Pulmonary Artery Pressure

Simplifying Pulmonary Artery Pressure

Pulmonary Artery Pressure (PAP) is one of the most commonly measured parameters during a cardiac catheterization case. Mean PAP, systolic PAP and diastolic PAP are often derived by visually marking the waveform output by a fluid-filled transducer. This waveform is influenced by a number of factors including patient position, transducer level, air bubbles, open connections and catheter tubing length; all of which can introduce error into the measurement. The result is a potential for over-estimation or under-estimation of the systolic and diastolic values.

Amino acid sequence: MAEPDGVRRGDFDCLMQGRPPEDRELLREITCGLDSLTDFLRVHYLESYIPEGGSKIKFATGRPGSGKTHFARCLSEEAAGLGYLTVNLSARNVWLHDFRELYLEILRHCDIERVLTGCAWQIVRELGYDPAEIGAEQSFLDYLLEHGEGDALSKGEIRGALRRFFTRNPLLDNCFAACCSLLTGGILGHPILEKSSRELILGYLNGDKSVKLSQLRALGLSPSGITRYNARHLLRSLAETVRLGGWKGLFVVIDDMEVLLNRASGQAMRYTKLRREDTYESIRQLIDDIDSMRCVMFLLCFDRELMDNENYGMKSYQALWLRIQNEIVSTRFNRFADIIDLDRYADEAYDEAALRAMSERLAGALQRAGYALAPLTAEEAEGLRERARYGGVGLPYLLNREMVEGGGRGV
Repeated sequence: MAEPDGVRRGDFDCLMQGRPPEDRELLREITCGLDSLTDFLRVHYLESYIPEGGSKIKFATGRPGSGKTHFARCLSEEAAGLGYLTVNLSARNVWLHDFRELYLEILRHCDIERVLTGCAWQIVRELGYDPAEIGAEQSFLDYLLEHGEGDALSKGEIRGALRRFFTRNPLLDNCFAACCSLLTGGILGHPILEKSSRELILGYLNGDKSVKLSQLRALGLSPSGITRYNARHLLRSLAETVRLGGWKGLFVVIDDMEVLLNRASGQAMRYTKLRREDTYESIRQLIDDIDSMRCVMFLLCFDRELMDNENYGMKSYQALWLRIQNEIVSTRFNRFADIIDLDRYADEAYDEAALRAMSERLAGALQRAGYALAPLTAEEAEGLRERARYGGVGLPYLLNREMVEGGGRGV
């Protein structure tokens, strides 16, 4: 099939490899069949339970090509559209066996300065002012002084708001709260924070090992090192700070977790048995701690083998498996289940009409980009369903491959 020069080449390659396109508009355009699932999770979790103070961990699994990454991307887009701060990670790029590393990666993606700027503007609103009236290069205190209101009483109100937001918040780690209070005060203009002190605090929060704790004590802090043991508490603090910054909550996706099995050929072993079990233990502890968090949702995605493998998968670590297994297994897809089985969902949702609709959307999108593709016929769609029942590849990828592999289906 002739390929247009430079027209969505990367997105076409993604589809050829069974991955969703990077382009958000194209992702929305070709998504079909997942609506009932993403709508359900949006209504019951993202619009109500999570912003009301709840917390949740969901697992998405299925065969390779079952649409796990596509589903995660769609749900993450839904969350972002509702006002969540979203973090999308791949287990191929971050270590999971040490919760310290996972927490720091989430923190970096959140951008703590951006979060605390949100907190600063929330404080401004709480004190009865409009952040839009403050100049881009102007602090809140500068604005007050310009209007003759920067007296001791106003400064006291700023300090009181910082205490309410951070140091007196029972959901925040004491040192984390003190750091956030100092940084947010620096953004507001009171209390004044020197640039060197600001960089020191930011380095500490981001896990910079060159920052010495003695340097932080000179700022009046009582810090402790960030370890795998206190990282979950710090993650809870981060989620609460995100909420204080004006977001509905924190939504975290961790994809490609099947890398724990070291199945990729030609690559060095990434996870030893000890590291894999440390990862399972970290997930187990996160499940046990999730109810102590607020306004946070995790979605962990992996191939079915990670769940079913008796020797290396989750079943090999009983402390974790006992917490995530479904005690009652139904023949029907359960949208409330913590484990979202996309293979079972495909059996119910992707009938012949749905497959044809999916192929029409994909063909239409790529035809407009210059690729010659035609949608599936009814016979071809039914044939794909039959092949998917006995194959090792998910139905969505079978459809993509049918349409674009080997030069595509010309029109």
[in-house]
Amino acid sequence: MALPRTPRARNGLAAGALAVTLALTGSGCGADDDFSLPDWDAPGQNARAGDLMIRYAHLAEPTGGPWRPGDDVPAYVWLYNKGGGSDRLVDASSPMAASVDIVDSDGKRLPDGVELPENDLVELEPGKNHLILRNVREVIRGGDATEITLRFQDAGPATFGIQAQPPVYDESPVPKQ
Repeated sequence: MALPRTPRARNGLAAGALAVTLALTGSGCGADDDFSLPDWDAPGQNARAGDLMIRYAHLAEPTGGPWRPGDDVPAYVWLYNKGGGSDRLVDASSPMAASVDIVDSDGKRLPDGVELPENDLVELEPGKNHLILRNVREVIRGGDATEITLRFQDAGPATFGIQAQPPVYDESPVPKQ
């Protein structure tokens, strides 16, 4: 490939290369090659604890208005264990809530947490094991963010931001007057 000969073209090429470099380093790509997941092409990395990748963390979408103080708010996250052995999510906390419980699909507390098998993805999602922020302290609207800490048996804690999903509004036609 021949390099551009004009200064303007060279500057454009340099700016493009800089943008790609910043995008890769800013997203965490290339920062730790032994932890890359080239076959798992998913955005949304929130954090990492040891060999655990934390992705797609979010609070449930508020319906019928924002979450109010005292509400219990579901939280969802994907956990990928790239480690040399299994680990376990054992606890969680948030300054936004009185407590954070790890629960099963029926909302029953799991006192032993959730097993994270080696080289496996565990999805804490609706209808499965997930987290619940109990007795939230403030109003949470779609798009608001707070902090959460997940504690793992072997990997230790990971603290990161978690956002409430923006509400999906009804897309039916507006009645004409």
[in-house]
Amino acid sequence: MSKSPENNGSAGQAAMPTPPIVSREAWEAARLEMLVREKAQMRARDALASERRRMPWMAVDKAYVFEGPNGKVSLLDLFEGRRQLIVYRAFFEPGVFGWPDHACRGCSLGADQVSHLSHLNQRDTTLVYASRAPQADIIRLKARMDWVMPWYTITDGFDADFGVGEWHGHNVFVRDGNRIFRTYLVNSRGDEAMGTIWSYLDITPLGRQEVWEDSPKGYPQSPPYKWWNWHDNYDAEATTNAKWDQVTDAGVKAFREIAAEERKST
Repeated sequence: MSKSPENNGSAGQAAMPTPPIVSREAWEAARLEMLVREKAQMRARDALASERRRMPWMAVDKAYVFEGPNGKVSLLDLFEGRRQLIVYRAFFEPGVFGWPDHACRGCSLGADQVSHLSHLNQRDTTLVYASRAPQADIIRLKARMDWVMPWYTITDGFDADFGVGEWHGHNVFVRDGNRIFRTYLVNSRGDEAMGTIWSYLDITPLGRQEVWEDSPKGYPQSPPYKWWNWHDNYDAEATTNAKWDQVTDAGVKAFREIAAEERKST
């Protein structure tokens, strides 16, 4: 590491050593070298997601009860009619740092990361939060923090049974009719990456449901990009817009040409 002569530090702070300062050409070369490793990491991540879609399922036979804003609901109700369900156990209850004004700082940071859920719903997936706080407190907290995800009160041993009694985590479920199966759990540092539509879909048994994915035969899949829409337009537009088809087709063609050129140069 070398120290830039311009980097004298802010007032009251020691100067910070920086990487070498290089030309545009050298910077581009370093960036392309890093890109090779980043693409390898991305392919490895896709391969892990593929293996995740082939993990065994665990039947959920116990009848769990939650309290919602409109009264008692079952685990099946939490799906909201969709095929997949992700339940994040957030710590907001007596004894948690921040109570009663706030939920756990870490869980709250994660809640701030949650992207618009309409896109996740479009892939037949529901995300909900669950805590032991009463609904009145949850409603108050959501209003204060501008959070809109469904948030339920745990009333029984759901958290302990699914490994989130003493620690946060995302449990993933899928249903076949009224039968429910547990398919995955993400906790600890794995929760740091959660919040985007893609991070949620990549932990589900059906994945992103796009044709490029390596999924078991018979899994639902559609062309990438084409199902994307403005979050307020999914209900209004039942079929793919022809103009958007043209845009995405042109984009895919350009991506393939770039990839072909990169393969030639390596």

The Millar Mikro-Cath diagnostic pressure catheter can be introduced into the pulmonary artery via a 6F or larger multi-purpose catheter to deliver a more accurate and reproducible PAP waveform, independent of the factors which impact fluid-filled readings. The result is a simplification in both the recording and reading of PAP derived parameters.

The waveforms below highlight the differences between the Mikro-Cath and fluid-filled pressure transducers. The recordings were made in the same patient several minutes apart and have been overlaid for comparison purposes.

Pulmonary artery pressure data comparsion with mikro-cath catheter